Electric Car Charging Goes Wireless
Just like CDs, VHS players and cell phones without internet, are the days of pumping our cars with dirty fossil fuel bound to become obsolete? You have to admit, it's a bit inconvenient and prices of oil aren't exactly cheap. The rate at which the iPod generation is experiencing technology advance is so unprecedented that electric vehicles are embarking on a modern renaissance as battery technologies rapidly improve along with transportation infrastructure and charging systems. Plugging E.V.s in at night may even become a thing of the past. Soon, EV owners will be able to drive to work everyday without ever having to stop at a gas station or think twice about recharging when pulling back into the garage at night.
Wireless charging for EV's is becoming a hot space as the conveniency factor weighs in. Some products on the market include WiTricity from MIT and HaloIPT from the University of Aukland, New Zealand (now under Qualcomm). A company called Evatran is also deploying its own Plugless Power technology, with a heavier focus on commercialization of the technology. Compared to the universities, Evatran believes its system has a few advantages coming from the industry side of development.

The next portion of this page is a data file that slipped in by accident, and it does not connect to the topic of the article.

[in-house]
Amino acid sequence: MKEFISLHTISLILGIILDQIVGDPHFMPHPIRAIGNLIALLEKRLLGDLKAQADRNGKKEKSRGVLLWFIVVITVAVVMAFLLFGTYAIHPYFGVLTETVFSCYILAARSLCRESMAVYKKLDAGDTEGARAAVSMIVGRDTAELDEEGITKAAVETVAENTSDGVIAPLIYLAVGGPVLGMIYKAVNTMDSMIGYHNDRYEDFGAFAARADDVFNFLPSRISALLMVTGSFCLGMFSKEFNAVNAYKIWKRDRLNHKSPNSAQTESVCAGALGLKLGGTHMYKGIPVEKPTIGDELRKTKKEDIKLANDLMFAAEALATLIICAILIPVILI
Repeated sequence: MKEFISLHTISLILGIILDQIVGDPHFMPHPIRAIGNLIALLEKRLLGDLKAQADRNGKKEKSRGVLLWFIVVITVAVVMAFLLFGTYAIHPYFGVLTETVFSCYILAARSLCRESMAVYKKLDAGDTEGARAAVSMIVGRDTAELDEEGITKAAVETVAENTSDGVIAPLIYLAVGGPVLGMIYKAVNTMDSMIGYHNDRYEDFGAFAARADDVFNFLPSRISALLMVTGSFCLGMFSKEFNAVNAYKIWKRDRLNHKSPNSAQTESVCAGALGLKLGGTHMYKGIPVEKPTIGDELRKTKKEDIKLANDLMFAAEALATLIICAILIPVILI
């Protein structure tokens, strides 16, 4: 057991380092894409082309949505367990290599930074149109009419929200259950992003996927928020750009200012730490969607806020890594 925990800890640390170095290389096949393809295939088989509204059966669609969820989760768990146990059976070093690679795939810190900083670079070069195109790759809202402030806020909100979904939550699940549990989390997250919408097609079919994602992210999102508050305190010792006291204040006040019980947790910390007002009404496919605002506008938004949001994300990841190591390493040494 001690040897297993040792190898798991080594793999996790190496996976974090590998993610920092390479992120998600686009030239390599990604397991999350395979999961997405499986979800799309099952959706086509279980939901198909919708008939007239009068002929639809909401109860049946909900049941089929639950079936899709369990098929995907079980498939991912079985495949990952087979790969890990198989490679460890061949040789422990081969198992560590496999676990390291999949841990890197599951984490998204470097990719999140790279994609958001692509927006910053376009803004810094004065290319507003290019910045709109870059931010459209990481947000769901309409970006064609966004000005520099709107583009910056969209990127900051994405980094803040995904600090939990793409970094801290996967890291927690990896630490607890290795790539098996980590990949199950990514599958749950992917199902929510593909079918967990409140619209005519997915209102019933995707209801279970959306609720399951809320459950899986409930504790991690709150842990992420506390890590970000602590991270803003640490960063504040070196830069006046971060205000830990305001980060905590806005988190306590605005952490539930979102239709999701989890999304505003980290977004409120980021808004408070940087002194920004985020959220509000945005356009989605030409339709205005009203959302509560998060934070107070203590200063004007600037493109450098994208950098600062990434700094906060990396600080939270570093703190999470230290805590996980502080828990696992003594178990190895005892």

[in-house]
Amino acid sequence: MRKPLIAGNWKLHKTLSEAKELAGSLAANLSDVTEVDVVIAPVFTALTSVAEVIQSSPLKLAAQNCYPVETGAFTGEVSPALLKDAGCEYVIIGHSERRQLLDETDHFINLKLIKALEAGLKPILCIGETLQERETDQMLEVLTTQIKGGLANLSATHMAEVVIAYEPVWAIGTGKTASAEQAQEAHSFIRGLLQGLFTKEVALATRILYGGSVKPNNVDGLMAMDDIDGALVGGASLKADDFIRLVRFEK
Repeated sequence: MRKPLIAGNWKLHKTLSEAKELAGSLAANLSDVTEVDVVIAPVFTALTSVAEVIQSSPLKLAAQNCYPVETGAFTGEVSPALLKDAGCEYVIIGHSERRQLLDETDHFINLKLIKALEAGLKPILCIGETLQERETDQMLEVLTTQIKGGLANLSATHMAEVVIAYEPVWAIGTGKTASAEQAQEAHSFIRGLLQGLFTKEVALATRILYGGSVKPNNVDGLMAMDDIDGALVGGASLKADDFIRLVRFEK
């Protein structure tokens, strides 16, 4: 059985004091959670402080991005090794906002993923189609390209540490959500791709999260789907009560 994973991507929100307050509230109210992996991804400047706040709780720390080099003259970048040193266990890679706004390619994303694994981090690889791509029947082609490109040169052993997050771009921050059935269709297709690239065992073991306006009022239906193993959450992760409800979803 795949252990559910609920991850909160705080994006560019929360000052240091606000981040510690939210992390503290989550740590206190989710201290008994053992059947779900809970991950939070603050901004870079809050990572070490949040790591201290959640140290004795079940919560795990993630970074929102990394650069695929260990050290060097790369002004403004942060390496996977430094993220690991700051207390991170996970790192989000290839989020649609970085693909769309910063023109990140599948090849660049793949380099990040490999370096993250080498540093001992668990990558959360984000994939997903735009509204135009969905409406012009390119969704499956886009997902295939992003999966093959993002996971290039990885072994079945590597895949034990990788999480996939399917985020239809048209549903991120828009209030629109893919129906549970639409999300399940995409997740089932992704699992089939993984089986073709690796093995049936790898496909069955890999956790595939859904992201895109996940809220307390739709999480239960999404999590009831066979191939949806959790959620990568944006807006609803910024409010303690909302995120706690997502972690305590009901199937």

“We have what we believe to be the most lightweight components that go on board the vehicle, which is very important for integration for automotive manufacturers,” says Evatran's energetic 20-something Chief Operating Officer, Rebecca Hough. “We have full intention of bringing this product to market, so we believe we should have first market advantage.”
Of course, as with anything, the price of conveniency does come at a slightly higher premium. However, Hough says the difference is comparable to about the price of a cup of coffee once a month, or just a few bucks.
“You're still paying just about four cents per mile for electricity versus about 12 cents for a gasoline-powered car, so the monthly costs of charging your EV remains very low by comparison,” says Hough.
Charge time is not affected with Plugless Power, but there is a small drop in efficiency compared to plug-in systems. Traditional systems before installation typically range in price from $700-$2,500 (uninstalled), Plugless Power coming somewhere in that higher price range. As the company scales up, however, those prices will drop.
Evatran plans to start production of the system by the end of 2012 after going over the feedback it gets from a few trial phases underway with the likes of Google, Hertz rent-a-car and Duke Energy. Because the Nissan Leaf and Chevy Volt are the market's hottest E.V.s in terms of production quantity, they'll be the first adopters.
The waiting lists are open and EV advocates are excited for the new technology that is sure to also help the case for going electric.
“Just like the customers that jump onto every new Apple product, a lot of early adopters of E.V.s just want to be the first with the technology,” says Hough. “We believe this is another product that will bring back a lot of excitement to electrical vehicle ownership.”
Of course, plug-in charge systems will still have a place in the public space, whereas wireless systems are more intended for residential use initially. For those owners, gas stations and having to remember to recharge at night will become so oldschool.